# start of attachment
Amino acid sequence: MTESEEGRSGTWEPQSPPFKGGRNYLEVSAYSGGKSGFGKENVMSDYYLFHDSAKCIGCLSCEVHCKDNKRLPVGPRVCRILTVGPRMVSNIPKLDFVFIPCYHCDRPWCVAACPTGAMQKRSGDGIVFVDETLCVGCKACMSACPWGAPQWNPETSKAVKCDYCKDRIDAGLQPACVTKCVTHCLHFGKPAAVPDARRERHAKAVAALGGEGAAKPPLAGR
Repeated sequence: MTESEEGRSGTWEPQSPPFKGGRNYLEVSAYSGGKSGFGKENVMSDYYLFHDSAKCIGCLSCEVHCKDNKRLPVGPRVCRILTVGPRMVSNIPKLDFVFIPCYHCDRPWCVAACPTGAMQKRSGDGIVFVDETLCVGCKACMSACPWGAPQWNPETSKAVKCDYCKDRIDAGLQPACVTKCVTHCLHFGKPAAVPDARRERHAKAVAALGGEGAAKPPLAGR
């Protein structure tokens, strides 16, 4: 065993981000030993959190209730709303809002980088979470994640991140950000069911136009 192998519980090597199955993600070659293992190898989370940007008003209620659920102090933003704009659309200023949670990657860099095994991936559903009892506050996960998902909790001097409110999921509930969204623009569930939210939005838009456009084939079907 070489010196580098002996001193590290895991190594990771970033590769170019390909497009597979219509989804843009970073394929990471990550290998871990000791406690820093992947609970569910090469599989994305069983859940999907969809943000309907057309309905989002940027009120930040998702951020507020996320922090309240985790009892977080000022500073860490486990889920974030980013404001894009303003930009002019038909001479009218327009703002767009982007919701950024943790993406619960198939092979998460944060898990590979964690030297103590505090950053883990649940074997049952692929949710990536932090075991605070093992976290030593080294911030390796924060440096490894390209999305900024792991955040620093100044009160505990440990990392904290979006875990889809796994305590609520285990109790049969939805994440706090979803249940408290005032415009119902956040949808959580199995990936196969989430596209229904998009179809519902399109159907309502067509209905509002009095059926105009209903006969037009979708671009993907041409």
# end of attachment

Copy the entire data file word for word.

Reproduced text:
Amino acid sequence: MTESEEGRSGTWEPQSPPFKGGRNYLEVSAYSGGKSGFGKENVMSDYYLFHDSAKCIGCLSCEVHCKDNKRLPVGPRVCRILTVGPRMVSNIPKLDFVFIPCYHCDRPWCVAACPTGAMQKRSGDGIVFVDETLCVGCKACMSACPWGAPQWNPETSKAVKCDYCKDRIDAGLQPACVTKCVTHCLHFGKPAAVPDARRERHAKAVAALGGEGAAKPPLAGR
Repeated sequence: MTESEEGRSGTWEPQSPPFKGGRNYLEVSAYSGGKSGFGKENVMSDYYLFHDSAKCIGCLSCEVHCKDNKRLPVGPRVCRILTVGPRMVSNIPKLDFVFIPCYHCDRPWCVAACPTGAMQKRSGDGIVFVDETLCVGCKACMSACPWGAPQWNPETSKAVKCDYCKDRIDAGLQPACVTKCVTHCLHFGKPAAVPDARRERHAKAVAALGGEGAAKPPLAGR
């Protein structure tokens, strides 16, 4: 065993981000030993959190209730709303809002980088979470994640991140950000069911136009 192998519980090597199955993600070659293992190898989370940007008003209620659920102090933003704009659309200023949670990657860099095994991936559903009892506050996960998902909790001097409110999921509930969204623009569930939210939005838009456009084939079907 070489010196580098002996001193590290895991190594990771970033590769170019390909497009597979219509989804843009970073394929990471990550290998871990000791406690820093992947609970569910090469599989994305069983859940999907969809943000309907057309309905989002940027009120930040998702951020507020996320922090309240985790009892977080000022500073860490486990889920974030980013404001894009303003930009002019038909001479009218327009703002767009982007919701950024943790993406619960198939092979998460944060898990590979964690030297103590505090950053883990649940074997049952692929949710990536932090075991605070093992976290030593080294911030390796924060440096490894390209999305900024792991955040620093100044009160505990440990990392904290979006875990889809796994305590609520285990109790049969939805994440706090979803249940408290005032415009119902956040949808959580199995990936196969989430596209229904998009179809519902399109159907309502067509209905509002009095059926105009209903006969037009979708671009993907041409």